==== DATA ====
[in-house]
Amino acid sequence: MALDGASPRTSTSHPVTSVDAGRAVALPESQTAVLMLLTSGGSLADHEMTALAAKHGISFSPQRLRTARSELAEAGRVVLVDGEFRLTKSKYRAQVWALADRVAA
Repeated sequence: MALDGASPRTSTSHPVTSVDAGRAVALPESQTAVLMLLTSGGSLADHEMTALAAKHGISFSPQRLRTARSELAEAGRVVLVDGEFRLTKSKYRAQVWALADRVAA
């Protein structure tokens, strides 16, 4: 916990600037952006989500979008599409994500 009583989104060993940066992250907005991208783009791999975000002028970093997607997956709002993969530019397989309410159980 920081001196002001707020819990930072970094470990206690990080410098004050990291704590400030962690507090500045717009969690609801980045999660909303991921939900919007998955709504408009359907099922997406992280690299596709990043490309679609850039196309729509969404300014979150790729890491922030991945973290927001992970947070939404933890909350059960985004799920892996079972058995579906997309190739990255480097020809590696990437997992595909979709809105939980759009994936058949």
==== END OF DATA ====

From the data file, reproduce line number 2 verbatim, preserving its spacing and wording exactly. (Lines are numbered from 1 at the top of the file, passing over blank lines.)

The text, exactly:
Amino acid sequence: MALDGASPRTSTSHPVTSVDAGRAVALPESQTAVLMLLTSGGSLADHEMTALAAKHGISFSPQRLRTARSELAEAGRVVLVDGEFRLTKSKYRAQVWALADRVAA